Utah family argues discrimination at local waterpark


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SALT LAKE CITY — Members of a Utah family say Splash Summit Waterpark discriminated against their daughter, who is diabetic and suffers from celiac disease.

The Cox family says their 15-year-old daughter, Kolbie, needs a small cooler of food and medication to manage her Type 1 diabetes, which they say has never been a problem until this last week when park management told them the cooler broke its policy.

Kevin Cox said that before he had a child with diabetes, he had no idea how tough it can be to manage. Now, years later, the family knows how to make life, travel and fun a success.

"We're used to kind of needing exceptions everywhere we go. We've traveled a ton with my wife, she's celiac, my daughter's diabetic and celiac, and like Lagoon, Disneyland, all these places, there's never been a problem," he said.

But that changed last week when Janae Cox dropped off her daughter at Splash Summit in Provo.

"This time around security wouldn't let us through," Janae Cox said. She was convinced it was a misunderstanding. It wasn't.

"The management team came out and they let me know that their policy was in line with the (Americans with Disabilities Act) and that she was allowed a small Ziploc sandwich bag of food into the park," Janae Cox said.

When Janae Cox got home, she called the local ADA office, which said that the bag policy isn't an ADA standard, but the laws aren't clear-cut.

Splash Summit released a statement to KSL-TV that says, in part, it wants all of its guests to feel safe and heard, while still standing by the bag policy and that it is "ADA compliant and follow(s) industry standards similar to Six Flags and other similar-sized organizations."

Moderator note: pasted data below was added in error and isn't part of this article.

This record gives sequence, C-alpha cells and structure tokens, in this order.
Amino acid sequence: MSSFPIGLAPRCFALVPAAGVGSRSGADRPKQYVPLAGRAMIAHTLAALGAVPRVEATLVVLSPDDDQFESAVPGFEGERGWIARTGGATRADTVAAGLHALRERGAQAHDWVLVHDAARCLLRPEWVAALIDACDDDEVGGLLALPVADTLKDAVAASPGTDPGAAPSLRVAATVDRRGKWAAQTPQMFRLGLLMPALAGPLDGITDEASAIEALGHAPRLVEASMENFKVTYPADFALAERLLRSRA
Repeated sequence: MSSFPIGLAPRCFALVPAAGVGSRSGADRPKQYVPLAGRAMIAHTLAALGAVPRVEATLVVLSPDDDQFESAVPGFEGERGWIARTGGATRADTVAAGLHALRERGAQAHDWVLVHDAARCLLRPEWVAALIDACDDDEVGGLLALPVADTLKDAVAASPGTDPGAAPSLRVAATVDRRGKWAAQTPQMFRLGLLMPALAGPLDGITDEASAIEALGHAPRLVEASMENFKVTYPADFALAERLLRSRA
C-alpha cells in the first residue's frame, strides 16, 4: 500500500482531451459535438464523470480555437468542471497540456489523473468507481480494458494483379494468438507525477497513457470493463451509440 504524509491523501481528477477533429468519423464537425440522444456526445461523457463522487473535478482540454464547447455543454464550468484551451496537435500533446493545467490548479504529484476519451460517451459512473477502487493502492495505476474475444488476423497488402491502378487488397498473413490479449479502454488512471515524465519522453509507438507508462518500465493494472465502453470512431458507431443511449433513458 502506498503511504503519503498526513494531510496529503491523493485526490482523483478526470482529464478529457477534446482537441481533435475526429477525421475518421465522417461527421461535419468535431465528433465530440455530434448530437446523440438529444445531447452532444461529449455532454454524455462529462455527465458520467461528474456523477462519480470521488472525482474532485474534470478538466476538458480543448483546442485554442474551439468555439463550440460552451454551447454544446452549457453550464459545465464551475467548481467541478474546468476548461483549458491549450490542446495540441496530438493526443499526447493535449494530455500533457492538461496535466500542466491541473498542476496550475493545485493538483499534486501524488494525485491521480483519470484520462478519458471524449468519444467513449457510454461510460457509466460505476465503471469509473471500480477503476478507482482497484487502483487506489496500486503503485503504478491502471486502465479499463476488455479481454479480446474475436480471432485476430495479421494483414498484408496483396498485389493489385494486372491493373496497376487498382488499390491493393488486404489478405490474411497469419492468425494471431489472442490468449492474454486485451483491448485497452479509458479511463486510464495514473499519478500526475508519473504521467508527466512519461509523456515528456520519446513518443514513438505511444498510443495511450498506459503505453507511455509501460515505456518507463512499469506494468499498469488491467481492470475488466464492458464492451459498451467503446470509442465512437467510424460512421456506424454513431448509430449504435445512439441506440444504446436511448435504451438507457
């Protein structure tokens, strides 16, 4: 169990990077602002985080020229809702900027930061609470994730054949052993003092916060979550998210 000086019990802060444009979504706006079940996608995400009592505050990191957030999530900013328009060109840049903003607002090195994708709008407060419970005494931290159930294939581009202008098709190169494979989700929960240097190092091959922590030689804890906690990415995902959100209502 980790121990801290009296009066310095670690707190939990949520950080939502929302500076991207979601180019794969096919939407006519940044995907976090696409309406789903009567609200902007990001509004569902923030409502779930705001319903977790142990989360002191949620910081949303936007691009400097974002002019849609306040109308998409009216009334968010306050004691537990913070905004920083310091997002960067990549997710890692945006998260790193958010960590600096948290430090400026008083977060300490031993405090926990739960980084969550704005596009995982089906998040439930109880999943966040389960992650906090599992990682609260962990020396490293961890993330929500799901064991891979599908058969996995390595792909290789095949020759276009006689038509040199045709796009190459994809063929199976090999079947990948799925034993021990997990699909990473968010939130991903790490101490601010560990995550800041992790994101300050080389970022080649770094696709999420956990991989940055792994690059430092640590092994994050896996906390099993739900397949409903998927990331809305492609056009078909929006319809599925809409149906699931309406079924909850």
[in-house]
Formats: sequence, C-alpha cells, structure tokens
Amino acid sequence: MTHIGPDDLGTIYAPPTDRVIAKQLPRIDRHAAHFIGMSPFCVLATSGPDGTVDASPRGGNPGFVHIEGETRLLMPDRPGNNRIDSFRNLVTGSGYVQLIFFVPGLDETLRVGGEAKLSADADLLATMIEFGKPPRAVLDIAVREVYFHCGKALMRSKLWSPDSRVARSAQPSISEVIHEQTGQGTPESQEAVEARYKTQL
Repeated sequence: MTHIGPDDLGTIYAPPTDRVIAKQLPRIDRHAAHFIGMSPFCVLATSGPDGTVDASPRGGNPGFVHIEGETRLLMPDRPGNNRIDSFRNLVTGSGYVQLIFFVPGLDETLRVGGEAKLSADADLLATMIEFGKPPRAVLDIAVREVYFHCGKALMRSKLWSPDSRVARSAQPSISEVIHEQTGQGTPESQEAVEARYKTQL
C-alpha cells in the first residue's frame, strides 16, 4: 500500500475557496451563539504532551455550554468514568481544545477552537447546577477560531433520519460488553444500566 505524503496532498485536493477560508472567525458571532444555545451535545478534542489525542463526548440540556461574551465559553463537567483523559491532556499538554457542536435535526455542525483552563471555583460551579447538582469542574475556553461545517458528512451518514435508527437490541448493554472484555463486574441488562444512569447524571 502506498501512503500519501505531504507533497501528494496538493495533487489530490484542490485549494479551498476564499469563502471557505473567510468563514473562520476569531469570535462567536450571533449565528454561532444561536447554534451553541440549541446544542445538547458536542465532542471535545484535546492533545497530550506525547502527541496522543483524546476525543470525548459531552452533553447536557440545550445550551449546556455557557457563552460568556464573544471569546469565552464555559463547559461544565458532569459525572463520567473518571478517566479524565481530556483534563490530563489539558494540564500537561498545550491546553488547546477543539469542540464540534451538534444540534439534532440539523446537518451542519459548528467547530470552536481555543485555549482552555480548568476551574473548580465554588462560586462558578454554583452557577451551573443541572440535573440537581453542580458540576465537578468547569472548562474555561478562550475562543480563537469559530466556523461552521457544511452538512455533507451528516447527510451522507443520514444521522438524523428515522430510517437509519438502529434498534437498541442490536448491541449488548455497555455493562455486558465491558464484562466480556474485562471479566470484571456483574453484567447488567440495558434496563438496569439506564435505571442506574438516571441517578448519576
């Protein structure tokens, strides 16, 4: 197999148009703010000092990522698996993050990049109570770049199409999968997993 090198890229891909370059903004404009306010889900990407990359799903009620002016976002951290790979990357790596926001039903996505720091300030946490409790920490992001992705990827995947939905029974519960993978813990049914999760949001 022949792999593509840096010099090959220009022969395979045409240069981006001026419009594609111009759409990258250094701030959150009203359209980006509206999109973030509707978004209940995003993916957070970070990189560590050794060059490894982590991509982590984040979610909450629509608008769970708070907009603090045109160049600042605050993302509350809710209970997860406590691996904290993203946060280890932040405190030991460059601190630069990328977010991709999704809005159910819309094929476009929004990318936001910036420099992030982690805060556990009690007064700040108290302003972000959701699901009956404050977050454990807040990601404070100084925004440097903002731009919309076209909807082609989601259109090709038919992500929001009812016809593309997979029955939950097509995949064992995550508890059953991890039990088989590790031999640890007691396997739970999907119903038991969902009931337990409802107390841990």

The park also says it "allow(s) unlimited exit and re-entry to the water park throughout the day for access to food stored outside of the park."

Janae and Kevin Cox with their 15-year-old daughter Kolbie are shown in Salt Lake City on Monday. The Cox family says Splash Summit Waterpark discriminated against Kolbie, who is diabetic and suffers from celiac disease.
Janae and Kevin Cox with their 15-year-old daughter Kolbie are shown in Salt Lake City on Monday. The Cox family says Splash Summit Waterpark discriminated against Kolbie, who is diabetic and suffers from celiac disease. (Photo: Winston Armani, KSL-TV)

The Cox family said this whole thing could be easily resolved.

"What's shocking about all of this is this can be so easily fixed," Kevin Cox said. "A call, an apology, and then changing the policy to making it more inclusive."

The park said it doesn't allow coolers into the park. Janae Cox said she saw coolers that day when she picked up her daughter. KSL-TV saw at least one cooler in the park on Monday.

The full statement released to KSL-TV from Splash Summit Waterpark can be read below.

"Splash Summit Waterpark has always been a facility that cares for, employs, and accommodates those with disabilities. We have always allowed medical devices into the park and have never denied someone that right. We are ADA-compliant and follow industry standards similar to Six Flags and other similar-sized organizations.

Splash Summit makes reasonable modifications to our standard practices for those with special dietary requirements that are protected under the ADA.

These modifications include:

  • Allowing food into the water park equal to what would fit into one (1) 7x8 inch sandwich-sized bag. One small cooler may be brought into the park to carry these items.
  • Unlimited exit and re-entry to the water park throughout the day for access to food stored outside of the park.
  • A designated, shaded picnic area that allows guests to enjoy outside food while still maintaining proximity to the water park.

Following nationwide industry standards, outside food or drink is not allowed in the park.

Compliance with these standards has vastly improved cleanliness of the park, safety of our guests, and decreased maintenance problems with our equipment and pools.

We want all guests to feel safe and heard. We've clarified our policy which can be found online at splashsummit.com."

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Debbie Worthen

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